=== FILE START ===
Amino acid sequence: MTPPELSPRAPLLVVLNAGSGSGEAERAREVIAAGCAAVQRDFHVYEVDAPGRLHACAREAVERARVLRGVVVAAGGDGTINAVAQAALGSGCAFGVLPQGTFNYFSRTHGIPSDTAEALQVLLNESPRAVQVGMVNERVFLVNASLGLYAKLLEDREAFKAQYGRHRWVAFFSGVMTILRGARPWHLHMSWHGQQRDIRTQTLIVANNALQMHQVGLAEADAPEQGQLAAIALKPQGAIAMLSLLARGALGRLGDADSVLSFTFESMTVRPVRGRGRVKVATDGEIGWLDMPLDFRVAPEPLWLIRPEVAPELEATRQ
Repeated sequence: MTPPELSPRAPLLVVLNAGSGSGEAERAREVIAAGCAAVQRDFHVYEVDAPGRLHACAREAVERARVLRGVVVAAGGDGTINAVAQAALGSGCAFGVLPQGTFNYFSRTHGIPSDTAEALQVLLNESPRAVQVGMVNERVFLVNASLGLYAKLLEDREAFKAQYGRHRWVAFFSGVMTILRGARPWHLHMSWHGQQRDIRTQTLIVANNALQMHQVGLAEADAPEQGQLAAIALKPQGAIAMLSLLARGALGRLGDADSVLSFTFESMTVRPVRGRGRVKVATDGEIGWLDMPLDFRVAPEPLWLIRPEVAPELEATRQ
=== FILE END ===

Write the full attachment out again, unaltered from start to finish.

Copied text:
Amino acid sequence: MTPPELSPRAPLLVVLNAGSGSGEAERAREVIAAGCAAVQRDFHVYEVDAPGRLHACAREAVERARVLRGVVVAAGGDGTINAVAQAALGSGCAFGVLPQGTFNYFSRTHGIPSDTAEALQVLLNESPRAVQVGMVNERVFLVNASLGLYAKLLEDREAFKAQYGRHRWVAFFSGVMTILRGARPWHLHMSWHGQQRDIRTQTLIVANNALQMHQVGLAEADAPEQGQLAAIALKPQGAIAMLSLLARGALGRLGDADSVLSFTFESMTVRPVRGRGRVKVATDGEIGWLDMPLDFRVAPEPLWLIRPEVAPELEATRQ
Repeated sequence: MTPPELSPRAPLLVVLNAGSGSGEAERAREVIAAGCAAVQRDFHVYEVDAPGRLHACAREAVERARVLRGVVVAAGGDGTINAVAQAALGSGCAFGVLPQGTFNYFSRTHGIPSDTAEALQVLLNESPRAVQVGMVNERVFLVNASLGLYAKLLEDREAFKAQYGRHRWVAFFSGVMTILRGARPWHLHMSWHGQQRDIRTQTLIVANNALQMHQVGLAEADAPEQGQLAAIALKPQGAIAMLSLLARGALGRLGDADSVLSFTFESMTVRPVRGRGRVKVATDGEIGWLDMPLDFRVAPEPLWLIRPEVAPELEATRQ